Revive Your Pipes and install an internal epoxy barrier coating in your pressure pipes

  1. The piping system is reviewed and the system configuration analyzed and measured.
  2. The entire piping system is drained.
  3. Compressed air is blown through the pipe to fully dry it.
  4. An abrading agent is introduced into the air stream and the turbulence of the abrading agent carrying air scours the interior of the piping system, removing tuberculation and scale buildup.
  5. A patented epoxy is introduced into the air stream and the turbulence of the air moves the epoxy through the pipe and fully coats the interior pipe walls.
  6. Compressed air is blown through the pipe until the epoxy cures and hardens.

Process Explained [Video]

By manipulating the air flow in the main piping system and branch lines, a complex piping system consisting of numerous branches with ninety (90) degree bends, horizontal & vertical pipes and changes in pipe size can be lined with a contiguous barrier coating. A wide variety of pipe materials can be coated with this process including galvanized steel, ductile iron, cast iron, copper & PVC plastic.

The blown-in epoxy barrier coating process has a long history in North America, dating back to the early 1980’s when the US Navy developed the process to coat the pipes in their aircraft carriers that were experiencing failures due to corrosion after only a short time at sea. The Navy performed extensive research and testing on the process, advancing blown-in coating to the well accepted process that it is today.

Surface preparation and control of the process parameters are critical in ensuring that a well bonded barrier coating is applied to the interior of the piping system.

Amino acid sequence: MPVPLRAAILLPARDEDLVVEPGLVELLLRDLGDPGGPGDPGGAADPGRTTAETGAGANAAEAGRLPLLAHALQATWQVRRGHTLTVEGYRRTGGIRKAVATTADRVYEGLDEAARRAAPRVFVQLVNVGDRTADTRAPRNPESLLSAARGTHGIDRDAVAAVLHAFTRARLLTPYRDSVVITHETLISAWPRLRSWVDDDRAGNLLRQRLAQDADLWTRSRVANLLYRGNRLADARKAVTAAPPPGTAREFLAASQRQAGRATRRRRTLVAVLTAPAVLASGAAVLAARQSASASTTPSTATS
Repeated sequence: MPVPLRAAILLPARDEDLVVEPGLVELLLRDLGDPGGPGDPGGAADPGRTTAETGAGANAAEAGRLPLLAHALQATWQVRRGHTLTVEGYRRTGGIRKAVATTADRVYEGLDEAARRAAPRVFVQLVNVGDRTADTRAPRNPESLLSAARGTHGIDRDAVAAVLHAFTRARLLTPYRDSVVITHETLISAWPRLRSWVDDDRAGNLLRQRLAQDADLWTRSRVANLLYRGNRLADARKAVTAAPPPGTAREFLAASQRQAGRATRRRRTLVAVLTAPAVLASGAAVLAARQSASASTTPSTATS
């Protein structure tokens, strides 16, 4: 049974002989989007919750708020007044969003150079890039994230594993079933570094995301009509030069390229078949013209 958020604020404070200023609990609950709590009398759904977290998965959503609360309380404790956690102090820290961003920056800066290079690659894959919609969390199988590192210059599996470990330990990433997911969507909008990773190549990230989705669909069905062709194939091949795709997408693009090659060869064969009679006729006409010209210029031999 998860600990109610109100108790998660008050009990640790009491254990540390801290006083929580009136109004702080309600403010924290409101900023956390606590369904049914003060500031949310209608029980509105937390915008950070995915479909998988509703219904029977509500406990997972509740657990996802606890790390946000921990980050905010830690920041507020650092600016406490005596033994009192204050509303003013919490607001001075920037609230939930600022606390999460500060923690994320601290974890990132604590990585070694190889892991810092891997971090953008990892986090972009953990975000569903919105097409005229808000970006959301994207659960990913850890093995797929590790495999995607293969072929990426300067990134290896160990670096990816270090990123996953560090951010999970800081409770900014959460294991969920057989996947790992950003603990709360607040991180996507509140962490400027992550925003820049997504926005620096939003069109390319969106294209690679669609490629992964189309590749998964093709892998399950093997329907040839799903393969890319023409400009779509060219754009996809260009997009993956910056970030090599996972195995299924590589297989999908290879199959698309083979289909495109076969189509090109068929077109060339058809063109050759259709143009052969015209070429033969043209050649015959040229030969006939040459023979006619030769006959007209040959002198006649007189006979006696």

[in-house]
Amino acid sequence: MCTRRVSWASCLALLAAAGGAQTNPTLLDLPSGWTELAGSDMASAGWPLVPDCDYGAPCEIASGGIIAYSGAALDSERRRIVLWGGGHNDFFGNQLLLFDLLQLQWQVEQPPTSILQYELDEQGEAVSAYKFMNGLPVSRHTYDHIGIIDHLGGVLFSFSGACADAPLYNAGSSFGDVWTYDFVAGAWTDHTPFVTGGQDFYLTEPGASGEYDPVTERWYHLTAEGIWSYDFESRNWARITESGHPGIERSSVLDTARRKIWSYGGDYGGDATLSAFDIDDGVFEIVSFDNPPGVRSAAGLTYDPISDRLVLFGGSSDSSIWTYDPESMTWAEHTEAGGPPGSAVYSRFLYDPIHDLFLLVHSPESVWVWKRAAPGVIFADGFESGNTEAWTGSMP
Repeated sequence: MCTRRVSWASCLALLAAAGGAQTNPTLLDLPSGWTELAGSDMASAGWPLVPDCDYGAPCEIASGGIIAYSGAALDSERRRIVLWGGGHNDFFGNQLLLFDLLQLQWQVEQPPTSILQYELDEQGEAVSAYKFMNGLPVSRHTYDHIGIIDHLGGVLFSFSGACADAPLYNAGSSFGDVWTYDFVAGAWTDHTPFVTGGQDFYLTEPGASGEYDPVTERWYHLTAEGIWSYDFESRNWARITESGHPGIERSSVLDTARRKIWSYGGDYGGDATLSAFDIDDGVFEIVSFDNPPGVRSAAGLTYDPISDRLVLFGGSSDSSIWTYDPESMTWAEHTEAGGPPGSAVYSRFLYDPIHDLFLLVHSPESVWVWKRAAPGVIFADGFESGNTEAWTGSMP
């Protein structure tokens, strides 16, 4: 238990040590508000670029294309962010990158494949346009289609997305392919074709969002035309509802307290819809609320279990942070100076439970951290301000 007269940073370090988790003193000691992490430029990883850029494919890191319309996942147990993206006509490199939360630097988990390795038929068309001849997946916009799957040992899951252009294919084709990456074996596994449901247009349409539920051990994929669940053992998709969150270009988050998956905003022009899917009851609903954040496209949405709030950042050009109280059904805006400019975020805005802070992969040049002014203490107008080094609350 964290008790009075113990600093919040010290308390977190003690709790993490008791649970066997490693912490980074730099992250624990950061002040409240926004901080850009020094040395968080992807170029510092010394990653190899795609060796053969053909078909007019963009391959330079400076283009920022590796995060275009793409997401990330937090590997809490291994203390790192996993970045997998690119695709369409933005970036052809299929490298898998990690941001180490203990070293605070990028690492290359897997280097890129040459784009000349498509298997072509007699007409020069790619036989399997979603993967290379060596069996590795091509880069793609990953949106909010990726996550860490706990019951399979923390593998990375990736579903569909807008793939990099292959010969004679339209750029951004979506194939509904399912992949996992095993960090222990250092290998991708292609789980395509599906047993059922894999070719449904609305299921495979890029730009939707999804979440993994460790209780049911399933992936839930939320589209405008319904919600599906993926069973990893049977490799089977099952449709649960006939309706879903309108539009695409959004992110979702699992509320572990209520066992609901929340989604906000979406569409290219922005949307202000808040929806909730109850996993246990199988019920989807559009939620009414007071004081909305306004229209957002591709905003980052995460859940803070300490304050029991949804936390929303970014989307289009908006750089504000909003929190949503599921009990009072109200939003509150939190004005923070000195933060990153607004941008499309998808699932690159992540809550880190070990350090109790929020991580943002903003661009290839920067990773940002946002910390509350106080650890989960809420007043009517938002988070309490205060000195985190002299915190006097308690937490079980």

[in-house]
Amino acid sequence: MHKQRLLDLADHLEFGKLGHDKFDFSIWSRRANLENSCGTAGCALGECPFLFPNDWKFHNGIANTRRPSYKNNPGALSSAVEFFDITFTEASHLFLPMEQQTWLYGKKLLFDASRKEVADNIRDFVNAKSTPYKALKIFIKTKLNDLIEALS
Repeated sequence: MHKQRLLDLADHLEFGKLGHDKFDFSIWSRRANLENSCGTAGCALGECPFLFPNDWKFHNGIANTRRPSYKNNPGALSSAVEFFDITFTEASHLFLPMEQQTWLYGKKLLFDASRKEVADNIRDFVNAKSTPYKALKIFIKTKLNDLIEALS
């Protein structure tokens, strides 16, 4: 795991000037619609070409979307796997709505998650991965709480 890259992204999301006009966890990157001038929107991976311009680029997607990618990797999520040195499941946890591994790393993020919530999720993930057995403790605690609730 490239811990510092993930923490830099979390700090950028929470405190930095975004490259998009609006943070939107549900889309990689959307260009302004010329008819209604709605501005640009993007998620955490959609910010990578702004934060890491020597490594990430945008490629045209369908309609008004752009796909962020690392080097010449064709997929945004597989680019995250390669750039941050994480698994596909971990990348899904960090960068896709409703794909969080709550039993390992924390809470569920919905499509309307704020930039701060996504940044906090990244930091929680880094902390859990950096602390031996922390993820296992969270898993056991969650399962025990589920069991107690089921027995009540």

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Revive Your Pipes and install an internal epoxy barrier coating in your pressure pipes


  1. The piping system is reviewed and the system configuration analyzed and measured.
  2. The entire piping system is drained.
  3. Compressed air is blown through the pipe to fully dry it.
  4. An abrading agent is introduced into the air stream and the turbulence of the abrading agent carrying air scours the interior of the piping system, removing tuberculation and scale buildup.
  5. A patented epoxy is introduced into the air stream and the turbulence of the air moves the epoxy through the pipe and fully coats the interior pipe walls.
  6. Compressed air is blown through the pipe until the epoxy cures and hardens.

Process Explained [Video]

By manipulating the air flow in the main piping system and branch lines, a complex piping system consisting of numerous branches with ninety (90) degree bends, horizontal & vertical pipes and changes in pipe size can be lined with a contiguous barrier coating. A wide variety of pipe materials can be coated with this process including galvanized steel, ductile iron, cast iron, copper & PVC plastic.

The blown-in epoxy barrier coating process has a long history in North America, dating back to the early 1980’s when the US Navy developed the process to coat the pipes in their aircraft carriers that were experiencing failures due to corrosion after only a short time at sea. The Navy performed extensive research and testing on the process, advancing blown-in coating to the well accepted process that it is today.

Surface preparation and control of the process parameters are critical in ensuring that a well bonded barrier coating is applied to the interior of the piping system.

Email this page